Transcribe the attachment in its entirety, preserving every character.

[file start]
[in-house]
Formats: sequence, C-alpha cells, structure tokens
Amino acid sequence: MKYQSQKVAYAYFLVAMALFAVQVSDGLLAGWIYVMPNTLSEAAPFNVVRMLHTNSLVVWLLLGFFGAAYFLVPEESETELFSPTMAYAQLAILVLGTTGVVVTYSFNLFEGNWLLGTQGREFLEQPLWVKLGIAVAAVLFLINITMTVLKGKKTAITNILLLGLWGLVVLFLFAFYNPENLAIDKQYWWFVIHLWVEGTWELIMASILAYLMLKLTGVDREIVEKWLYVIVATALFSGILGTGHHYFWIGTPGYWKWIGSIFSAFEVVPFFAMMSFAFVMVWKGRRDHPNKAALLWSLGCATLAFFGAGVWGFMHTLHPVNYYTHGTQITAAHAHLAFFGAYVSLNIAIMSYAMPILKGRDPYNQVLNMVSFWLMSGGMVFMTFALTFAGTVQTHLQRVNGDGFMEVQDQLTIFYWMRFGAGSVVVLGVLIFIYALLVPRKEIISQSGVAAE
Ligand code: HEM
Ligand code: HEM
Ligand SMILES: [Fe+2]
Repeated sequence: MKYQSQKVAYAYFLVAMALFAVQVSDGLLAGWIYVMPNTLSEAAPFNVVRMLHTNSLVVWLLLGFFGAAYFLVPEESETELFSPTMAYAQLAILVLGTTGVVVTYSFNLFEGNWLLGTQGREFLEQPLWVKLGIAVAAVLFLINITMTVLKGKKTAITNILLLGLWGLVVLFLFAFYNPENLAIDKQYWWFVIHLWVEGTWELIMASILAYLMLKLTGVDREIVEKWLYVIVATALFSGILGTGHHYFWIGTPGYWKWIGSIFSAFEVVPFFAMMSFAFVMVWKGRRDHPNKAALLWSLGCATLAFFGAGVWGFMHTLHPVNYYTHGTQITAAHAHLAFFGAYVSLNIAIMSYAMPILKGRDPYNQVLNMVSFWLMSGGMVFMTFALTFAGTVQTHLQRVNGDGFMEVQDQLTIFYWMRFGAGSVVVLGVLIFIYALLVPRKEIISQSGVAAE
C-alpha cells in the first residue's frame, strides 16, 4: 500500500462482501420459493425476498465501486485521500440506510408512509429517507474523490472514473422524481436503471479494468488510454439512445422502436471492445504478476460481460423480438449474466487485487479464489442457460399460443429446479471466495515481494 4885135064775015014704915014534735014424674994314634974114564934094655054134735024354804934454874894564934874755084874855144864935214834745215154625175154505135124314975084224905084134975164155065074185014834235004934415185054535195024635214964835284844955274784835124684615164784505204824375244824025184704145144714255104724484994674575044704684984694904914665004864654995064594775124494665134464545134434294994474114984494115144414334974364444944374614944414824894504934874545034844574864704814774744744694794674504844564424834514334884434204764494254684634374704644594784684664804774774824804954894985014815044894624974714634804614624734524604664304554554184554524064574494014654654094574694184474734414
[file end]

[in-house]
Formats: sequence, C-alpha cells, structure tokens
Amino acid sequence: MKYQSQKVAYAYFLVAMALFAVQVSDGLLAGWIYVMPNTLSEAAPFNVVRMLHTNSLVVWLLLGFFGAAYFLVPEESETELFSPTMAYAQLAILVLGTTGVVVTYSFNLFEGNWLLGTQGREFLEQPLWVKLGIAVAAVLFLINITMTVLKGKKTAITNILLLGLWGLVVLFLFAFYNPENLAIDKQYWWFVIHLWVEGTWELIMASILAYLMLKLTGVDREIVEKWLYVIVATALFSGILGTGHHYFWIGTPGYWKWIGSIFSAFEVVPFFAMMSFAFVMVWKGRRDHPNKAALLWSLGCATLAFFGAGVWGFMHTLHPVNYYTHGTQITAAHAHLAFFGAYVSLNIAIMSYAMPILKGRDPYNQVLNMVSFWLMSGGMVFMTFALTFAGTVQTHLQRVNGDGFMEVQDQLTIFYWMRFGAGSVVVLGVLIFIYALLVPRKEIISQSGVAAE
Ligand code: HEM
Ligand code: HEM
Ligand SMILES: [Fe+2]
Repeated sequence: MKYQSQKVAYAYFLVAMALFAVQVSDGLLAGWIYVMPNTLSEAAPFNVVRMLHTNSLVVWLLLGFFGAAYFLVPEESETELFSPTMAYAQLAILVLGTTGVVVTYSFNLFEGNWLLGTQGREFLEQPLWVKLGIAVAAVLFLINITMTVLKGKKTAITNILLLGLWGLVVLFLFAFYNPENLAIDKQYWWFVIHLWVEGTWELIMASILAYLMLKLTGVDREIVEKWLYVIVATALFSGILGTGHHYFWIGTPGYWKWIGSIFSAFEVVPFFAMMSFAFVMVWKGRRDHPNKAALLWSLGCATLAFFGAGVWGFMHTLHPVNYYTHGTQITAAHAHLAFFGAYVSLNIAIMSYAMPILKGRDPYNQVLNMVSFWLMSGGMVFMTFALTFAGTVQTHLQRVNGDGFMEVQDQLTIFYWMRFGAGSVVVLGVLIFIYALLVPRKEIISQSGVAAE
C-alpha cells in the first residue's frame, strides 16, 4: 500500500462482501420459493425476498465501486485521500440506510408512509429517507474523490472514473422524481436503471479494468488510454439512445422502436471492445504478476460481460423480438449474466487485487479464489442457460399460443429446479471466495515481494 4885135064775015014704915014534735014424674994314634974114564934094655054134735024354804934454874894564934874755084874855144864935214834745215154625175154505135124314975084224905084134975164155065074185014834235004934415185054535195024635214964835284844955274784835124684615164784505204824375244824025184704145144714255104724484994674575044704684984694904914665004864654995064594775124494665134464545134434294994474114984494115144414334974364444944374614944414824894504934874545034844574864704814774744744694794674504844564424834514334884434204764494254684634374704644594784684664804774774824804954894985014815044894624974714634804614624734524604664304554554184554524064574494014654654094574694184474734414